European governments have plunged themselves in debt, designating burthens on the people “national blessings.” Our State Legislatures, humbly imitating their pernicious example, have pawned, bonded the property, labor, and credit of their constituents to the subjects of monarchy. It is by our own labor, and with our own materials, that our internal improvements are constructed, but our British-law-trained legislators have enacted that we shall be in debt for them, paying interest, but never to become owners. With various climates, soils, natural resources, and products, beyond any other country, and producing more real capital annually than any other sixteen millions of people on earth, we are, nevertheless, borrowers, paying tribute to the money powers of Europe.

Our business men have also conned the lesson of example, and devoted themselves body and mind to the promotion of foreign interests. If States can steep themselves in debt, with any propriety in times of peace, why may not merchants import merchandise on credit? If the one can bond the labor and property of generations yet unborn, why may not the other contract debts against the yearly crops and daily labor of their contemporary fellow citizens?

And our literature!—Oh, when will it breathe the spirit of our republican institutions? When will it be imbued with the God-like aspiration of intellectual freedom—the elevating principle of equality? When will it assert its national independence, and speak the soul—the heart of the American people? Why cannot our literati comprehend the matchless sublimity of our position amongst the nations of the world —our high destiny—and cease bending the knee to foreign idolatry, false tastes, false doctrines, false principles? When will they be inspired by the magnificent scenery of our own world, imbibe the fresh enthusiasm of a new heaven and a new earth, and soar upon the expanded wings of truth and liberty? Is not nature as original—her truths as captivating—her aspects as various, as lovely, as grand—her Promethean fire as glowing in this, our Western hemisphere, as in that of the East? And above all, is not our private life as morally beautiful and good—is not our public life as politically right, as indicative of the brightest prospects of humanity, and therefore as inspiring of the highest conceptions? Why, then, do our authors aim at no higher degree of merit, than a successful imitation of English writers of celebrity?

But with all the retrograde tendencies of our laws, our judicature, our colleges, our literature, still they are compelled to follow the mighty impulse of the age; they are carried onward by the increasing tide of progress; and though they cast many a longing look behind, they cannot stay the glorious movement of the masses, nor induce them to venerate the rubbish, the prejudices, the superstitions of other times and other lands, the theocracy of priests, the divine right of kings, the aristocracy of blood, the metaphysics of colleges, the irrational stuff of law libraries. Already the brightest hopes of philanthropy, the most enlarged speculations of true philosophy, are inspired by the indications perceptible amongst the mechanical and agricultural population. There, with predominating influence, beats the vigorous national heart of America, propelling the onward march of the multitude, propagating and extending, through the present and the future, the powerful purpose of soul, which, in the seventeenth century, sought a refuge among savages, and reared in the wilderness the sacred altars of intellectual freedom. This was the seed that produced individual equality, and political liberty, as its natural fruit; and this is our true nationality. American patriotism is not of soil; we are not aborigines, nor of ancestry, for we are of all nations; but it is essentially personal enfranchisement, for “where liberty dwells,” said Franklin, the sage of the Revolution, “there is my country.”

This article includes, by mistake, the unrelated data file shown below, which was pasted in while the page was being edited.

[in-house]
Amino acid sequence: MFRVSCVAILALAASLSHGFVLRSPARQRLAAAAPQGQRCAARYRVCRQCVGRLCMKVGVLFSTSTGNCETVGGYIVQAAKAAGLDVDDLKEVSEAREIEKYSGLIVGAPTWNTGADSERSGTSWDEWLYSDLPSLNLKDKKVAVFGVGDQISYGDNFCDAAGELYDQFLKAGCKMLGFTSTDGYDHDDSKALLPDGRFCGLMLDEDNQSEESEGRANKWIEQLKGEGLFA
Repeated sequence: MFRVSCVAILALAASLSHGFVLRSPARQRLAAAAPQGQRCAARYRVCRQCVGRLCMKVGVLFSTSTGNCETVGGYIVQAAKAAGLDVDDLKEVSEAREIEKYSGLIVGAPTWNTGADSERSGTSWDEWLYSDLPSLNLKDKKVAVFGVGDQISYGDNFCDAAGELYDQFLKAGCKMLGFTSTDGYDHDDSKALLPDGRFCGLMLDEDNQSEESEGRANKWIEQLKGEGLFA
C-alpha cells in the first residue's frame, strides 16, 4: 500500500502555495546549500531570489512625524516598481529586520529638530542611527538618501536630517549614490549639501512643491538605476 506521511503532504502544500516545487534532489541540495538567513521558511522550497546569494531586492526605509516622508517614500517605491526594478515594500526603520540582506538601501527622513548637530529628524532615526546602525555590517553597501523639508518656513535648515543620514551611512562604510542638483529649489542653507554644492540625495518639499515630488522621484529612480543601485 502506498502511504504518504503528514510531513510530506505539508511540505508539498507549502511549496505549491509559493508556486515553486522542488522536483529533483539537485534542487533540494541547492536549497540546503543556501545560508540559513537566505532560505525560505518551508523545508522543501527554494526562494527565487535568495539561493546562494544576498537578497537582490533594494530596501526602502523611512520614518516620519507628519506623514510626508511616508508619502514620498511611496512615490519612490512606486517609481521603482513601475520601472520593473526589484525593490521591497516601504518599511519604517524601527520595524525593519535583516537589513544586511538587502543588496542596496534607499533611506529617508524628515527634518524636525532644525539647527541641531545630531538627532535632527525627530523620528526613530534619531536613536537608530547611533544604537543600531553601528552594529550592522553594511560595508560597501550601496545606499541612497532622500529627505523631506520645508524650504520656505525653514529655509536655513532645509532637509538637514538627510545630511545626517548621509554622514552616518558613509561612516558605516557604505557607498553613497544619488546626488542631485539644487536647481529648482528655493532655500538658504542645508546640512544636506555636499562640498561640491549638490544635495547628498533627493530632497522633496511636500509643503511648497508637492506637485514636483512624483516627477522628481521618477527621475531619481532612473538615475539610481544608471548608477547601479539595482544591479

Such is our distinguishing characteristic, our popular instinct, and never yet has any public functionary stood forth for the rights of conscience against any, or all, sects desirous of predominating over such right, that he was not sustained by the people. And when a venerated patriot of the Revolution appealed to his fellow-citizens against the overshadowing power of a monarch institution, they came in their strength, and the moneyed despot was brought low. Corporate powers and privileges shrink to nothing when brought in conflict against the rights of individuals. Hence it is that our professional, literary, or commercial aristocracy, have no faith in the virtue, intelligence or capability of the people. The latter have never responded to their exotic sentiments nor promoted their views of a strong government irresponsible to the popular majority, to the will of the masses.

Yes, we are the nation of progress, of individual freedom, of universal enfranchisement. Equality of rights is the cynosure of our union of States, the grand exemplar of the correlative equality of individuals; and while truth sheds its effulgence, we cannot retrograde, without dissolving the one and subverting the other. We must onward to the fulfilment of our mission—to the entire development of the principle of our organization—freedom of conscience, freedom of person, freedom of trade and business pursuits, universality of freedom and equality. This is our high destiny, and in nature’s eternal, inevitable decree of cause and effect we must accomplish it. All this will be our future history, to establish on earth the moral dignity and salvation of man—the immutable truth and beneficence of God. For this blessed mission to the nations of the world, which are shut out from the life-giving light of truth, has America been chosen; and her high example shall smite unto death the tyranny of kings, hierarchs, and oligarchs, and carry the glad tidings of peace and good will where myriads now endure an existence scarcely more enviable than that of beasts of the field. Who, then, can doubt that our country is destined to be the great nation of futurity?